An Epic Climb of Mount Rainier Via the Willis Wall

The wind is howling; it’s pitch dark, and heavy snow is blowing sideways. I stagger, trying to stay on my feet while Jim shouts at me from the bivouac to get in. Struggling in the gale, I lift one leg, try to step into the sack, and am blown flat on my side. I get up and try again. “If you don’t get into the sack, you’re going to die,” I think. Read more…

Peak Fitness: Preventing Stiffness Post Outings

Imagine returning to the car after hiking double-digit miles into triple-digit temperatures, finally pitching your heavy pack into the back of the car. Before you take off to the local pub that serves nachos, pizza, and beer, consider how you’ll feel after an hour or more in the car.  Read more…

Make the Most of Your Mountaineers Donation

The Mountaineers rely on the generosity of its donors to fulfill our mission. While revenues such as book sales, course fees, and membership dues contribute greatly to our success, philanthropic donations support about 15% of our annual budget. Individuals, foundations, and companies give to The Mountaineers because they’re inspired by our deep commitment to connecting people to the transformative power of wild places. You can make the most of your donations by understanding the ins and outs of tax rules for donations to nonprofits. Read more…

Olympia Stewardship Challenge

Jim French, a 20-year Mountaineers stewardship trip leader, has noticed a familiar refrain from new participants. After a long day clearing trails, removing invasive species, or seeding native plants, they exclaim, “Wow, that was great! I would have never done that if it hadn’t been required as part of The Mountaineers course I’m taking. I’d like to do it again.” Read more…

Legendary Ice Ax: Bid a New Home

More than four hundred Mountaineers members, friends, and family will not soon forget the evening of April 14, 2018. The 2018 Mountaineers Gala, our single most important fundraising event of the year, brought our community together in celebration of all the things that make it so very special. Read more…

2,000 Miles to Summer Camp: One Counselor's Journey

Here at the Seattle Program Center, we look forward to the start of summer and are busily preparing ourselves for the hive to once again be buzzing with activity from our younger Mountaineers members. For eight weeks we will have around 65 students per week participating in Mountaineers Summer Camp. During this time, students will get a chance to climb, sail, kayak, explore the local parks around Seattle, and participate in two separate overnight camping trips. After the successful trip to Mount Rainier last summer, we have added a second overnight up to our lodge at Mount Baker. Read more…

Post-Surgery Summits: The Resilience of Body and Brain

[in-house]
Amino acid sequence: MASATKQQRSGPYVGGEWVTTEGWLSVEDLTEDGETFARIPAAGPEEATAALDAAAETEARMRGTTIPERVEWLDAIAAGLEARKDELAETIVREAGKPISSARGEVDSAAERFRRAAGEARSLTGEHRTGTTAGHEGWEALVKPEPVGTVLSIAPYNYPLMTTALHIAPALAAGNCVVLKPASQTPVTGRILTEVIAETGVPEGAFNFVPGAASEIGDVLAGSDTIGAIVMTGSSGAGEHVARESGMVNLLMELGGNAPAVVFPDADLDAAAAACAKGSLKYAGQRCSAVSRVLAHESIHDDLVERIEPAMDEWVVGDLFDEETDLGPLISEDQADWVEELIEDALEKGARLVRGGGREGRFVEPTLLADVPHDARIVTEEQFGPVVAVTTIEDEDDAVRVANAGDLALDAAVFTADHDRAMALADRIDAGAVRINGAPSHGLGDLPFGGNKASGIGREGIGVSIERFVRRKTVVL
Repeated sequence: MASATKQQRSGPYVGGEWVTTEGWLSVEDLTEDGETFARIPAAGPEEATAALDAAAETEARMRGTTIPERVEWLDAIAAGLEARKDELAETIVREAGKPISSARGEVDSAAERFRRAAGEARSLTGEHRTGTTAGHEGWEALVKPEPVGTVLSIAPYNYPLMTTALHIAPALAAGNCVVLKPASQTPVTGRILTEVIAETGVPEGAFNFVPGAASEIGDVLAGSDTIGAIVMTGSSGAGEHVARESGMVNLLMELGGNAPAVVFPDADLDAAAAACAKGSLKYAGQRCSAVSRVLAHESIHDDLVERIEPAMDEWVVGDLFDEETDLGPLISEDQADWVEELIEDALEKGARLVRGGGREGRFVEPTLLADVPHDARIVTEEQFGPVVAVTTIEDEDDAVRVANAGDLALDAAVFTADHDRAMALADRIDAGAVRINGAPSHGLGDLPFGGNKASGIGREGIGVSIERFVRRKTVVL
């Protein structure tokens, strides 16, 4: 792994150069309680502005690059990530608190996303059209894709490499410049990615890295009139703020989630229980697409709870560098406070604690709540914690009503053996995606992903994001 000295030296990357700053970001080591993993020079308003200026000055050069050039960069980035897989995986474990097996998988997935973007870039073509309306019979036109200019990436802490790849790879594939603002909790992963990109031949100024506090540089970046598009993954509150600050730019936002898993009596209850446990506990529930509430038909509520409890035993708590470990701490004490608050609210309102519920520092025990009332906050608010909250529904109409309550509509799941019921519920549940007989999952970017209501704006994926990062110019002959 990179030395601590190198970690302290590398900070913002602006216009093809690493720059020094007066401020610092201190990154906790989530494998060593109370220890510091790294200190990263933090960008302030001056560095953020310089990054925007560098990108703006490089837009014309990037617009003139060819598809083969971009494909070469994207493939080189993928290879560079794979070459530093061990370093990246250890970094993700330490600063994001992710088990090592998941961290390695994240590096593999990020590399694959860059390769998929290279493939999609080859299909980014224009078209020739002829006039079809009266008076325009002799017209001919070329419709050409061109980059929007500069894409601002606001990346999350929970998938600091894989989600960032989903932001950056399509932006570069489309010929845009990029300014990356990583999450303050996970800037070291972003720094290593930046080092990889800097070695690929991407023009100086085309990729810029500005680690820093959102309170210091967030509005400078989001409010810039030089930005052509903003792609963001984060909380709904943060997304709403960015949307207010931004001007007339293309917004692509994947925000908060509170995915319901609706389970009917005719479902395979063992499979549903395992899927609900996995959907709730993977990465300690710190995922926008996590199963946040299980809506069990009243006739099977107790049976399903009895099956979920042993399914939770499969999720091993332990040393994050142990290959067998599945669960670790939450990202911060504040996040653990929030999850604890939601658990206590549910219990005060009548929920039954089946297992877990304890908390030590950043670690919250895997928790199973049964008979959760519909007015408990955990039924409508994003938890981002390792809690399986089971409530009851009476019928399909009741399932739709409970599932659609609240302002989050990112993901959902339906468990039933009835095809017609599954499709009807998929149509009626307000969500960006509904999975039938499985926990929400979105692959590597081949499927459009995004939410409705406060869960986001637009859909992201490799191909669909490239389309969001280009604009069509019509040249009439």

Every explorer needs a few essentials to survive. Some might even say ten. But what does a person do when one of their essentials breaks? Say… their compass stops pointing north? They’re still on their journey and need it to survive. The answer: the best they can with the tools they have. This is the essence of resilience.  Read more…

Modern Outdoor Romance - Finding Love in The Mountaineers

I’m a sucker for a good love story, especially one that includes meeting in the great out-of-doors. My maternal grandparents met in the Sierra Club. They fell in love at a trail work party while bridge-building in Butano State Park, California. My parents met in in the aspen trees of Steamboat Springs, Colorado, where my dad was a ski instructor. For years I’ve shied away from online dating, preferring to meet new people through activity groups like running and climbing. You could say it’s in my blood. Read more…

Complacency in the Outdoors

On September 7, 2014, just after 5pm, Ross Halverson and his climbing partner were preparing to rappel from the summit of Garfield Mountain. Ross had just finished climbing Infinite Bliss, a twenty-three pitch bolted route ascending the south side of Garfield Mountain. As the late summer sun sunk toward the horizon, it became apparent that both climbers would need to move quickly and efficiently to descend before dark.  Read more…

Orcas of the Salish Sea

Resident orcas of the Salish Sea may be wild creatures, but satellite tags, drone images and individual health profiles are making them as familiar as family to researchers. The distinctively marked, largest members of the dolphin family that comprise the J, K, and L pods, also known as killer whales, are being studied inside and out. While scientists monitor the whales’ whereabouts, new babies, and what’s happening with food sources, they’re also analyzing the whales’ feces and blubber to better understand the health of individuals.  Read more…